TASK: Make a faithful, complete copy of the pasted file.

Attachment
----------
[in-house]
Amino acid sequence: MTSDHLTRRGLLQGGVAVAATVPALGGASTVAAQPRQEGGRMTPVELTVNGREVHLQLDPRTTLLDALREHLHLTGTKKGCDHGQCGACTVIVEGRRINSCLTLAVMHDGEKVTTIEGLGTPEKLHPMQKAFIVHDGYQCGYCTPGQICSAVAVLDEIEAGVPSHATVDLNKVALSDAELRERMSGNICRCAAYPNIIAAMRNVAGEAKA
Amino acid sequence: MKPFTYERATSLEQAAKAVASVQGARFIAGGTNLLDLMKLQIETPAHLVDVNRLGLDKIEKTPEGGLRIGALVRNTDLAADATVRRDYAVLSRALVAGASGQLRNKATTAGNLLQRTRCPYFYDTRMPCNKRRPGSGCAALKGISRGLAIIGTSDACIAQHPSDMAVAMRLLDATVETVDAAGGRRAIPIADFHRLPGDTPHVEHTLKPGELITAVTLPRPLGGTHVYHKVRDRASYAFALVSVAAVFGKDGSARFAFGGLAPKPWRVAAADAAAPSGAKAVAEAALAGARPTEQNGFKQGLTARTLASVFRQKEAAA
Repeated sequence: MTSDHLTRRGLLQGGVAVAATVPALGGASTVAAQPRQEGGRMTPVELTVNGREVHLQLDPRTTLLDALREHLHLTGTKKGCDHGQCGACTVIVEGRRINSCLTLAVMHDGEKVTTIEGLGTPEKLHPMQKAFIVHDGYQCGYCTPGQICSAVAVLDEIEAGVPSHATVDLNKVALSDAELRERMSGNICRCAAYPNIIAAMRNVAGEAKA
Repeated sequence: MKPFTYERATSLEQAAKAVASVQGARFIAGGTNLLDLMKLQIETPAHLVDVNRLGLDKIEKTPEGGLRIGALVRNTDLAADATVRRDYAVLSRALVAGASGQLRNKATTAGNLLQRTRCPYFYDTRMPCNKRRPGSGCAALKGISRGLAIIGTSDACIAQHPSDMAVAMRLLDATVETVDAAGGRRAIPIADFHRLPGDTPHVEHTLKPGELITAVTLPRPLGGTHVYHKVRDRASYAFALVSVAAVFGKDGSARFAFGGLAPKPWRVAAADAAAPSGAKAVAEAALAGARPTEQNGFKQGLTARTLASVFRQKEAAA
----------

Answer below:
[in-house]
Amino acid sequence: MTSDHLTRRGLLQGGVAVAATVPALGGASTVAAQPRQEGGRMTPVELTVNGREVHLQLDPRTTLLDALREHLHLTGTKKGCDHGQCGACTVIVEGRRINSCLTLAVMHDGEKVTTIEGLGTPEKLHPMQKAFIVHDGYQCGYCTPGQICSAVAVLDEIEAGVPSHATVDLNKVALSDAELRERMSGNICRCAAYPNIIAAMRNVAGEAKA
Amino acid sequence: MKPFTYERATSLEQAAKAVASVQGARFIAGGTNLLDLMKLQIETPAHLVDVNRLGLDKIEKTPEGGLRIGALVRNTDLAADATVRRDYAVLSRALVAGASGQLRNKATTAGNLLQRTRCPYFYDTRMPCNKRRPGSGCAALKGISRGLAIIGTSDACIAQHPSDMAVAMRLLDATVETVDAAGGRRAIPIADFHRLPGDTPHVEHTLKPGELITAVTLPRPLGGTHVYHKVRDRASYAFALVSVAAVFGKDGSARFAFGGLAPKPWRVAAADAAAPSGAKAVAEAALAGARPTEQNGFKQGLTARTLASVFRQKEAAA
Repeated sequence: MTSDHLTRRGLLQGGVAVAATVPALGGASTVAAQPRQEGGRMTPVELTVNGREVHLQLDPRTTLLDALREHLHLTGTKKGCDHGQCGACTVIVEGRRINSCLTLAVMHDGEKVTTIEGLGTPEKLHPMQKAFIVHDGYQCGYCTPGQICSAVAVLDEIEAGVPSHATVDLNKVALSDAELRERMSGNICRCAAYPNIIAAMRNVAGEAKA
Repeated sequence: MKPFTYERATSLEQAAKAVASVQGARFIAGGTNLLDLMKLQIETPAHLVDVNRLGLDKIEKTPEGGLRIGALVRNTDLAADATVRRDYAVLSRALVAGASGQLRNKATTAGNLLQRTRCPYFYDTRMPCNKRRPGSGCAALKGISRGLAIIGTSDACIAQHPSDMAVAMRLLDATVETVDAAGGRRAIPIADFHRLPGDTPHVEHTLKPGELITAVTLPRPLGGTHVYHKVRDRASYAFALVSVAAVFGKDGSARFAFGGLAPKPWRVAAADAAAPSGAKAVAEAALAGARPTEQNGFKQGLTARTLASVFRQKEAAA